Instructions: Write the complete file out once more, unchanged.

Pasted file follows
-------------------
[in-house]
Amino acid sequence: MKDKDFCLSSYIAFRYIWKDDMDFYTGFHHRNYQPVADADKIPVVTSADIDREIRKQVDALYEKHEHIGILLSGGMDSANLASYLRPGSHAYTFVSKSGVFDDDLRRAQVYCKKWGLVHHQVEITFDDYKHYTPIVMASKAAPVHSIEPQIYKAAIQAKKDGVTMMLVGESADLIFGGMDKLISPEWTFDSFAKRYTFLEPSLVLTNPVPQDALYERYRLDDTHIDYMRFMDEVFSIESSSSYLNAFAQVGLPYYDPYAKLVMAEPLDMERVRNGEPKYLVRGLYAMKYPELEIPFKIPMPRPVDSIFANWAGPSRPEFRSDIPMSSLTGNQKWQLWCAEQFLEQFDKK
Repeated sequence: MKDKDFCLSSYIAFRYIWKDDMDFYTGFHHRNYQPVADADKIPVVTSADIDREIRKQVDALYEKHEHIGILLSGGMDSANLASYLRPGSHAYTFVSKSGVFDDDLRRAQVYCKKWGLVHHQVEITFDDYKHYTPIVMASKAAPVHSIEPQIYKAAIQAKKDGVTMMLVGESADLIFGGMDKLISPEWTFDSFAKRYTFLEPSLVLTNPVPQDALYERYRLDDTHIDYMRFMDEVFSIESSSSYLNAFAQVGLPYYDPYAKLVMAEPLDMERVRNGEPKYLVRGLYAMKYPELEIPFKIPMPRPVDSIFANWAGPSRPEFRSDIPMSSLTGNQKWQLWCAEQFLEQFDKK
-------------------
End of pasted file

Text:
[in-house]
Amino acid sequence: MKDKDFCLSSYIAFRYIWKDDMDFYTGFHHRNYQPVADADKIPVVTSADIDREIRKQVDALYEKHEHIGILLSGGMDSANLASYLRPGSHAYTFVSKSGVFDDDLRRAQVYCKKWGLVHHQVEITFDDYKHYTPIVMASKAAPVHSIEPQIYKAAIQAKKDGVTMMLVGESADLIFGGMDKLISPEWTFDSFAKRYTFLEPSLVLTNPVPQDALYERYRLDDTHIDYMRFMDEVFSIESSSSYLNAFAQVGLPYYDPYAKLVMAEPLDMERVRNGEPKYLVRGLYAMKYPELEIPFKIPMPRPVDSIFANWAGPSRPEFRSDIPMSSLTGNQKWQLWCAEQFLEQFDKK
Repeated sequence: MKDKDFCLSSYIAFRYIWKDDMDFYTGFHHRNYQPVADADKIPVVTSADIDREIRKQVDALYEKHEHIGILLSGGMDSANLASYLRPGSHAYTFVSKSGVFDDDLRRAQVYCKKWGLVHHQVEITFDDYKHYTPIVMASKAAPVHSIEPQIYKAAIQAKKDGVTMMLVGESADLIFGGMDKLISPEWTFDSFAKRYTFLEPSLVLTNPVPQDALYERYRLDDTHIDYMRFMDEVFSIESSSSYLNAFAQVGLPYYDPYAKLVMAEPLDMERVRNGEPKYLVRGLYAMKYPELEIPFKIPMPRPVDSIFANWAGPSRPEFRSDIPMSSLTGNQKWQLWCAEQFLEQFDKK